• Walter watching conversation between Peter, Olivia, Astrid, & Anil taking place behind him on the TV in front of him videotape style
  • Walter playing Hot/Cold game with Carla Warren in the lab
  • Carla Warren in the white – Walter’s dark side vs Nina in the dark – Walter’s good side
  • Peter and Olivia continue to reconnect in the woods
  • Resistance/Loyalist/Observer firefight in the woods near the radio signal
  • the Resistance fighter is Sam Weiss – Astrid and Walter don’t know him
  • Can’t is not part of the, ‘Walter That Was,’ vocabulary
  • Walter’s book of inventions
  • matter displacement machine – the ultimate can opener
  • Black Umbrella mentioned in cab scene while, ‘Pusher Man,’ plays underneath
  • Walter sees Oz castle in the distance on the island
  • even Fringe can’t resist a shootout sequence
  • couple – Richard/Caroline – have been keeping Observer boy Michael – safe at Donald’s request for 20 years
  • Walter ‘Loves To Go A Wandering’ Terry Gilliam Monty Python style with Gene and glyphs – seahorse, frog, and Toto, fights Walter That Was and gets the password – Black Umbrella
  • Walter’s shy/proud smile as Tinkerbell applauds his success at remembering password
  • powerful parallel scene done with no dialogue as Richard and Caroline saying goodbye to Michael as Peter and Olivia – and Walter and Astrid – empathize
  • Michael remembers Olivia from the other timeline
  • Walter flashbacks to the times when he was the Walter That Was
  • Walter ‘burns the book’ but to no avail, the knowledge remains
  • Carla’s haunting last words – ‘You’ve been Him longer than you’ve been You.’

Walter’s desperate attempt to recover his memories about the plan is a disaster.  At the end of this episode, he seemingly has remembered nothing of it. Instead he has unleashed all his other memories and accentuated his fears about becoming the, ‘Walter That Was.’

Beyond the Carla Warren callback, this episode called across other timelines to give us moments where Sam Weiss – perhaps still a bowling alley manager – died as a Resistance Fighter.  It also gave us the Observer Boy – named Michael and more.  For Michael remembers Olivia across timelines.  The handing off of Michael by the island couple – Richard and Caroline – made for one of those powerful moments that Fringe crafts so beautifully.  No words were needed or used but the poignancy was palpable as was the empathy coming from the Fringe team members – especially Olivia and Peter.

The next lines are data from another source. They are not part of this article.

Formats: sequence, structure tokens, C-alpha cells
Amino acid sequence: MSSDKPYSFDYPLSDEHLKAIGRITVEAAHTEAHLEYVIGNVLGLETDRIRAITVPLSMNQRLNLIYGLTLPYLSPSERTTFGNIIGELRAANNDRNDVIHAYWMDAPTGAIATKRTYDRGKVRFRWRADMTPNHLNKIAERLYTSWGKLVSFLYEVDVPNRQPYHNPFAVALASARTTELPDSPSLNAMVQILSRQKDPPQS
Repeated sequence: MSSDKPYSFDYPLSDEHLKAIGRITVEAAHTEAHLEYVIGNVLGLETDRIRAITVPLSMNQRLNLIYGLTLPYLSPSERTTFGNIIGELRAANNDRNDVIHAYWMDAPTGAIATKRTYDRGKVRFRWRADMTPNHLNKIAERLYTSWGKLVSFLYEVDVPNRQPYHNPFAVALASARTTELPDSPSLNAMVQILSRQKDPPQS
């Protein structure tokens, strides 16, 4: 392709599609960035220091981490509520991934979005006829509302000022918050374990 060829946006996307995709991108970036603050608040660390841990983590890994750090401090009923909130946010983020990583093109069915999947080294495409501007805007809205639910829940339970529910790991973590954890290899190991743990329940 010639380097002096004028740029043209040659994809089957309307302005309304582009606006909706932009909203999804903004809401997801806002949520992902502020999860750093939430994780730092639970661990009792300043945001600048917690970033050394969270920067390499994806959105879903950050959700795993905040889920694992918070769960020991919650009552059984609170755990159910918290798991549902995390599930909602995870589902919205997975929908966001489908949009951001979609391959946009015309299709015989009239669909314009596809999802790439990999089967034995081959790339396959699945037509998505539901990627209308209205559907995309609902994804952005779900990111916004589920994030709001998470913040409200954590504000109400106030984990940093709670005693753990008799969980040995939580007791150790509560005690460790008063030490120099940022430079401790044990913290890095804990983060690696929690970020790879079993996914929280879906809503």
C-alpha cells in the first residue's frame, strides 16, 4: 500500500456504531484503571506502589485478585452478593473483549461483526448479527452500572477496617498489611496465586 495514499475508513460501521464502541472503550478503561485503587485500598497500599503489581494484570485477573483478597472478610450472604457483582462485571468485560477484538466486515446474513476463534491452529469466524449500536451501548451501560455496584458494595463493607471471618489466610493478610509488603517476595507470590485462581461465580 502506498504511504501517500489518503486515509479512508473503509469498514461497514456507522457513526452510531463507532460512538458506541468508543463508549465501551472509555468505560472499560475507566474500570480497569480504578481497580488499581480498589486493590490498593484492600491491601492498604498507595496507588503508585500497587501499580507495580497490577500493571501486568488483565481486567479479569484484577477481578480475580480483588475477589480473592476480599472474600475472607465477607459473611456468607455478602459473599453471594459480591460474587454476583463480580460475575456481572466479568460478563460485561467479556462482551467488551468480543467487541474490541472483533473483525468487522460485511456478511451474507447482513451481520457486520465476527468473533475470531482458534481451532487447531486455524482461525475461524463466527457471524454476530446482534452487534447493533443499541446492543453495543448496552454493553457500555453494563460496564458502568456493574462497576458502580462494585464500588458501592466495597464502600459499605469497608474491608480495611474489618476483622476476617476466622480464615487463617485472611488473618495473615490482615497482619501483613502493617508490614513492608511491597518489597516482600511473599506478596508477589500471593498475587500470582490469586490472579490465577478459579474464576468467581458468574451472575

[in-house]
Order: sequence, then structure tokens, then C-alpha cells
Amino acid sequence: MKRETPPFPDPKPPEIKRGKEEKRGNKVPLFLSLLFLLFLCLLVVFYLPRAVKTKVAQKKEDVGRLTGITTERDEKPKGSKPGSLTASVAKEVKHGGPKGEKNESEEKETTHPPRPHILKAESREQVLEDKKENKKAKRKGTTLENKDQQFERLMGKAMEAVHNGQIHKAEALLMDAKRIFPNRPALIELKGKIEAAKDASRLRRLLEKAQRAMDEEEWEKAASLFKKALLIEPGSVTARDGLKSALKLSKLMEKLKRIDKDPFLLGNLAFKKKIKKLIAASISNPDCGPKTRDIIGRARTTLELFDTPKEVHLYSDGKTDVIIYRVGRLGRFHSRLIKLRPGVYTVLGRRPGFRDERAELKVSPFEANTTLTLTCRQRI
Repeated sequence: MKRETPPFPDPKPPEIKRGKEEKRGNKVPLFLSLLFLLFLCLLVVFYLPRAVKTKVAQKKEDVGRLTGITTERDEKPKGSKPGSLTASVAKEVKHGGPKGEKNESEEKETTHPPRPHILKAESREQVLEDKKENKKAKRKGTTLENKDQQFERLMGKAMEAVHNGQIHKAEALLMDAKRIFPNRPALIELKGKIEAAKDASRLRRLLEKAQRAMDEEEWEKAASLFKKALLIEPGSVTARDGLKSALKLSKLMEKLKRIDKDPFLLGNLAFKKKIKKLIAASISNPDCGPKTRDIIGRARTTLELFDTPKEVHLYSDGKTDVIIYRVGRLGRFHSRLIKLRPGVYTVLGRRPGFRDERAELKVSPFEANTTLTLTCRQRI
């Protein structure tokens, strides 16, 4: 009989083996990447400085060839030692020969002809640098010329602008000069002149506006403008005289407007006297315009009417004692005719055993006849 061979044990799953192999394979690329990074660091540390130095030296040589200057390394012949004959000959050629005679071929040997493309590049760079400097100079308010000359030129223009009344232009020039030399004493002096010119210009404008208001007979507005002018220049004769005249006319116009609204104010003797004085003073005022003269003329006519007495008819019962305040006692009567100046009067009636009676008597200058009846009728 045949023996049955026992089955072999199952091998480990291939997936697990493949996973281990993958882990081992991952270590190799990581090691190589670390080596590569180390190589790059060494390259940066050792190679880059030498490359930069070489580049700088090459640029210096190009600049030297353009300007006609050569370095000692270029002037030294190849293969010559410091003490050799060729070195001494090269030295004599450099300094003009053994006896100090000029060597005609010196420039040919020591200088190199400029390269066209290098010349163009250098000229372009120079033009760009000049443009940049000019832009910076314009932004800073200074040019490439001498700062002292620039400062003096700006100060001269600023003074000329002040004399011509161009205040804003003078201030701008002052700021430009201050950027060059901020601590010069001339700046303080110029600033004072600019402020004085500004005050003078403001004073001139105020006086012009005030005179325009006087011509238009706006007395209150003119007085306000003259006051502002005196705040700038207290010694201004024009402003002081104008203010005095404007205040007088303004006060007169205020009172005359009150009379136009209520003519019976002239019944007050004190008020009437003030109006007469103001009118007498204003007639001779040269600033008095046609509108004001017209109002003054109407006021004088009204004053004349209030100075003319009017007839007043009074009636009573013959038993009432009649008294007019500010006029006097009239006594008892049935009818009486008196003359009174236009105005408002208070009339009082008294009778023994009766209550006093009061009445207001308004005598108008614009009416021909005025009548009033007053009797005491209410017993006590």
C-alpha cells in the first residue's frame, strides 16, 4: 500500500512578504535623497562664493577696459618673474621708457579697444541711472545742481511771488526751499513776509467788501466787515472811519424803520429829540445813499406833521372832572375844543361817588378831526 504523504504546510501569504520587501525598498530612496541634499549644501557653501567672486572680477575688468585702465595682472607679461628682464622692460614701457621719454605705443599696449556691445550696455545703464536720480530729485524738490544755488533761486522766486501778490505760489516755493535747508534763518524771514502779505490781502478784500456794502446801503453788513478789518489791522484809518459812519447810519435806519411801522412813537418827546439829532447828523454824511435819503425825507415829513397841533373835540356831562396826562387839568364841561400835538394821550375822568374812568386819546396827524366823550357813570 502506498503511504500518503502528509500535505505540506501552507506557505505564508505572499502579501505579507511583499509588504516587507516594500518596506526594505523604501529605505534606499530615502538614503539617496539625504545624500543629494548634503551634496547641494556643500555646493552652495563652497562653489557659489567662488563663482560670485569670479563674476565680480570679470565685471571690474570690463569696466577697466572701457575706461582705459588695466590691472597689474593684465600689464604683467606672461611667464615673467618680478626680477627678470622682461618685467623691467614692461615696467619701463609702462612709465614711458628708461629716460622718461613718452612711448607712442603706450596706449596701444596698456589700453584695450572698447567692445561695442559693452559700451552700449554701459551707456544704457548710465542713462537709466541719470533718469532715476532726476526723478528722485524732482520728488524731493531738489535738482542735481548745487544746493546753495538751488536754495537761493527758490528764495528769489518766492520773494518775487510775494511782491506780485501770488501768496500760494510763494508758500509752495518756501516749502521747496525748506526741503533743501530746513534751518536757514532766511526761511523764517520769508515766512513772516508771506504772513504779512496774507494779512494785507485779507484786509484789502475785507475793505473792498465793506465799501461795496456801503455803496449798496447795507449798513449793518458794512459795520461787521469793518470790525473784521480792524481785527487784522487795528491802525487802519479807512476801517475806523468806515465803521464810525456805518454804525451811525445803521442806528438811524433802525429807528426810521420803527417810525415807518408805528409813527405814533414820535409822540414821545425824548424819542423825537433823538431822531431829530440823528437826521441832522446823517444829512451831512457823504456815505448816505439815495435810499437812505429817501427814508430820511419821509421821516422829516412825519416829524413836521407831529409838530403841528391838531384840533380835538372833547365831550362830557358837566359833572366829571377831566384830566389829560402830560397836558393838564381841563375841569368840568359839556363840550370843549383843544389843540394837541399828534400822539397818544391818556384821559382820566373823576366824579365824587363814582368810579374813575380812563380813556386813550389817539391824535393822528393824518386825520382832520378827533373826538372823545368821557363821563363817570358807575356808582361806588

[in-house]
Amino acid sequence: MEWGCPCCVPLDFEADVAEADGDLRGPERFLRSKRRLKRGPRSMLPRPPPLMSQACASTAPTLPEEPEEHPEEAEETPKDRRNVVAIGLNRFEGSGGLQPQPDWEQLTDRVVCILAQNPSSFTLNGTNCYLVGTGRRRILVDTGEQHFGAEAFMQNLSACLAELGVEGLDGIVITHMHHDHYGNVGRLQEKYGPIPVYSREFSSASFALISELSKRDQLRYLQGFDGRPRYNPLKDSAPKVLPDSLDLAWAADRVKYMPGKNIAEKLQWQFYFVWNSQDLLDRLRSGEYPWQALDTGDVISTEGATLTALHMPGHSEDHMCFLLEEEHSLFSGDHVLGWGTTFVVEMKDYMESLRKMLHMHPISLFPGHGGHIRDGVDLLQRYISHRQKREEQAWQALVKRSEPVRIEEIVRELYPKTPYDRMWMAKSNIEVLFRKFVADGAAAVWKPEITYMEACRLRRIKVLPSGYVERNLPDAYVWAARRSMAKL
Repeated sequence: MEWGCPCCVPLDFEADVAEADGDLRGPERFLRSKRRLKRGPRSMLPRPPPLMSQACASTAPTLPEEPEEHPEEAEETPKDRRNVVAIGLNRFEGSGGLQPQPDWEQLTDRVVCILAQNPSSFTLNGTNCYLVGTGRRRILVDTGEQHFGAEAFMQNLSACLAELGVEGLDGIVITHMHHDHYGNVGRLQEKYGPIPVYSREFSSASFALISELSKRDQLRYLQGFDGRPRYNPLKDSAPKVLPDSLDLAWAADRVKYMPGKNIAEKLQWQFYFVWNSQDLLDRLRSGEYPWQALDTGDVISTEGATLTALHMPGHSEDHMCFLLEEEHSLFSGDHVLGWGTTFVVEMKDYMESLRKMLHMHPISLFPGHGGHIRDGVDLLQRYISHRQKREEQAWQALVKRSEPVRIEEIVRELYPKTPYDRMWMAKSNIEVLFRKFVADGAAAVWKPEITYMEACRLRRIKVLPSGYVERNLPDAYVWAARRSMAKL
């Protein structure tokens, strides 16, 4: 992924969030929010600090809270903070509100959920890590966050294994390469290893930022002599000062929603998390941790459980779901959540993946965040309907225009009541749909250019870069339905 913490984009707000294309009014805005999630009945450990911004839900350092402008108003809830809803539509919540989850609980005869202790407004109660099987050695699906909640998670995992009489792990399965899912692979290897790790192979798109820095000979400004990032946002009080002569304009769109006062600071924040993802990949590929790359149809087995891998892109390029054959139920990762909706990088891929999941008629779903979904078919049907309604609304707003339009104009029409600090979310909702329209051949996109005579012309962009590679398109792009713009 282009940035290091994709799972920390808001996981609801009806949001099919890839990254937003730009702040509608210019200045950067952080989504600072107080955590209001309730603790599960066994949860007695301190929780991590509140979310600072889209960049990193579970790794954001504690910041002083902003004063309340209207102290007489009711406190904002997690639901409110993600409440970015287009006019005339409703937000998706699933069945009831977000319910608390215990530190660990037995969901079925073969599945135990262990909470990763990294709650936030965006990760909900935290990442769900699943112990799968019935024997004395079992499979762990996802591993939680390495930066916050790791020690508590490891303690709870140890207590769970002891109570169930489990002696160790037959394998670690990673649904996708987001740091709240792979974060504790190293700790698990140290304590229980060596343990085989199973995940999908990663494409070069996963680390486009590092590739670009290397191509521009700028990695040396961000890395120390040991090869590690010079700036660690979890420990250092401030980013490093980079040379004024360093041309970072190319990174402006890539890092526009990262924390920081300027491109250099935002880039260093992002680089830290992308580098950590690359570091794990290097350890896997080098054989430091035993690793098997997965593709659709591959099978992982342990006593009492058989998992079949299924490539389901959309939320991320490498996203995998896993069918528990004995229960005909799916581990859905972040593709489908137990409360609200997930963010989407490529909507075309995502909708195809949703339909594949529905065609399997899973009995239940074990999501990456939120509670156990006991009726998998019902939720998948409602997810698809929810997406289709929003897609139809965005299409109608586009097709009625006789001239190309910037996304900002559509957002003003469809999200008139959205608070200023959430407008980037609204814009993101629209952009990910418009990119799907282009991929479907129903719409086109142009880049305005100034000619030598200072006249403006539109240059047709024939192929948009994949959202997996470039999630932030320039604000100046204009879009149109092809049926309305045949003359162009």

Quantum Connections – Spooky Entanglement At A Distance

It is most gratifying to see the show to acknowledge these different realities and not ignore them.  The show has not shied away from making reality references throughout this season. They are an integral part of the show’s DNA and like the character arcs, it would be great to see some form of closure through further explanation given to them.  Chances are all these realities will play a part in the conclusion of the series.  There is a possibility of an end run around the conflicts in place by doing a reality reset but I have faith in the showrunners that they will not do so.  Quite the opposite.  I believe they will use those concepts to craft a superior ending to the series.

 

In the superb sequence using the Terry Gilliam animation style, Walter was able to face the, ‘Walter That Was,’ in order to retrieve the knowledge that gives him the password.  How will Walter handle this moment that must be coming when the climax of the season arrives?